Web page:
At 22, Belfast-born soccer player George Best truly lived up to his name—in 1968, after sparking Manchester United to several titles, including the coveted European Cup, he was named both England's and Europe's Player of the Year. But if victory champagne became a habit, so did a quart of vodka a night, often shared with groupies. Though Best denied that liquor sapped his skills, he spent a prime part of his athletic career pursuing not Pelt's mantle but jobs, as he became a mercenary on exhibition clubs.

Still, last year the San Jose Earthquakes of the North American Soccer League signed on Best as a player-coach for a two-year package that could hit $500,000. The club gambled that some magic remained—and that marriage (to a former Cher aide) and impending fatherhood would sober him up. Not so. Shortly before son Calum was born last February, George was arrested for drunk driving. Several weeks later, recalls Angela Best, 28, "I took the car for the baby's first checkup. When I came home, there was this big superstar walking down the middle of the street, in pouring rain, going to a bar because I had the car."

"I had always found a reason for drinking," says Best, now 35. "The coaches didn't like me or we didn't have a home—I could think of 20 different reasons. Here in San Jose the situation was perfect, but still I couldn't control it. They say the first step for an alcoholic is to admit that it controls you." On March 2 George checked into Hayward Vesper Hospital near San Jose, Calif., where, he recalls, fellow patients included "a 15-year-old boy who sniffed glue, a cop, a young girl hooked on PCP and a Hell's Angel. I didn't know if it was a good or bad thing doing this 6,000 miles from home, but it was the last outpost—I was just another alcoholic."

At Vesper, George had to go it alone (only in week two was he permitted to call Angela), and, he says, "I was frightened to death, to be honest." But "After nine or 10 days," he continues, "they put you on the 'love seat,' where your peers get a chance to roast you. Suddenly I was sitting there and I thought, 'Oh, my God, I can't fool these people.' I cried and cried. I was completely emotionally drained. I talked with that roomful of strangers about things I had never talked to anyone about." On his next call home, remembers Angela, "I couldn't get a word in edgewise. He mentioned things like how he was afraid he had contributed to his mother's death three years ago—he thought she had died from worrying about him."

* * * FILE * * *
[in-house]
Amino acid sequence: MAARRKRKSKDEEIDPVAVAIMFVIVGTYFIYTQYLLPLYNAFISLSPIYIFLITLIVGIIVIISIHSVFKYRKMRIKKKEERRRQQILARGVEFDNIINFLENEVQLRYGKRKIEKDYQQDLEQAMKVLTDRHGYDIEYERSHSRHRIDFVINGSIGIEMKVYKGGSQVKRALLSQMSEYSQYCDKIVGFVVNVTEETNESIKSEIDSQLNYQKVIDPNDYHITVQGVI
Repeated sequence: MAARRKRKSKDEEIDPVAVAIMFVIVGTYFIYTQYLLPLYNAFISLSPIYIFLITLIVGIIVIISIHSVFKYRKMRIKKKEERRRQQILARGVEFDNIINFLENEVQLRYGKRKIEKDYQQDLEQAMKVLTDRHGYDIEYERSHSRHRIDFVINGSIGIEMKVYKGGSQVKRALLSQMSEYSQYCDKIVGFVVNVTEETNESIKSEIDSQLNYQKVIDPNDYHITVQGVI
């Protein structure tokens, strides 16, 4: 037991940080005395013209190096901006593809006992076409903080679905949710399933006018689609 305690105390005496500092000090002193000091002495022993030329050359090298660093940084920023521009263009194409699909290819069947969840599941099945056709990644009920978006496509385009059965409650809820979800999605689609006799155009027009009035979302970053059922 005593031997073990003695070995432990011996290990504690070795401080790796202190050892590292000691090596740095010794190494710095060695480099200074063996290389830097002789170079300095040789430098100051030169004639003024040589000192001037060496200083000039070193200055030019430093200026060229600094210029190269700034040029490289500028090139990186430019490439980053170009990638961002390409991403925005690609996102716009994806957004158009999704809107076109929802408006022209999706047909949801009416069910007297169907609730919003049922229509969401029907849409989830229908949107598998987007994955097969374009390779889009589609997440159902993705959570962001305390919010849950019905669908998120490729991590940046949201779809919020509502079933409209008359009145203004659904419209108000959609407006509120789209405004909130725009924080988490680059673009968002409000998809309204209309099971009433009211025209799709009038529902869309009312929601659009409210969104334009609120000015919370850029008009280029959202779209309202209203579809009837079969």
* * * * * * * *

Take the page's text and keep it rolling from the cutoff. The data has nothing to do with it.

Mrs. Anne Best had reason for concern about the son she, a former nationally ranked field hockey player, and her shipyard machinist husband, Richard, raised in Belfast. George was hooked on soccer early—"They had a picture of me kicking the ball when I was 13 months old," he says—and by 15 he had grown so proficient that he was approached by Manchester United. "It was like being asked to play for the Pittsburgh Steelers in this country," explains George, who quit school and apprenticed with the team until he could legally sign a contract at age 17.

Until he was 25, says Best, "I was the same as the other players—we'd have a few beers after the game. But then I didn't know whether I wanted to play [for Manchester] or not, so I started on the vodka and champagne." His pub-crawling escapades, with women like former Miss World Marjorie Wallace, made him the British Joe Na-math. In 1971, while inebriated, he met English model Angela MacDonald-Janes "and tried to drag her off to take a plane. She wasn't having any of it." They met again six years later after George joined the NASL team in L.A.; at the time Angela was acting as Cher's factotum.

The romance was tumultuous. "He was so destructive," says Angela. "Some women would have died or gotten drunk with him, but I thought it was a challenge. And Cher told me how to handle this drunken slob, because she had been through it all herself." Agrees Best, "Of all the people I met in Los Angeles, Cher was the most level-headed." A half-dozen separations notwithstanding, he and Angela wed in 1978 in Las Vegas; the minister wore lime green.

After his three-week stay at Vesper, Best has returned to soccer, bothered only by a right knee that may require postseason surgery (he'd like to continue playing through 1983). Off the field, reports Angela, "He's taking charge of things, getting things done. For the first time I feel I can rely on him. We have a lot more going for us than most couples because of what we've been through." Indeed, after 17 years of international soccer, George Best seems finally able to answer the question posed by his autobiography, which is due out in England this fall. That book's title: Where Do I Go From Here?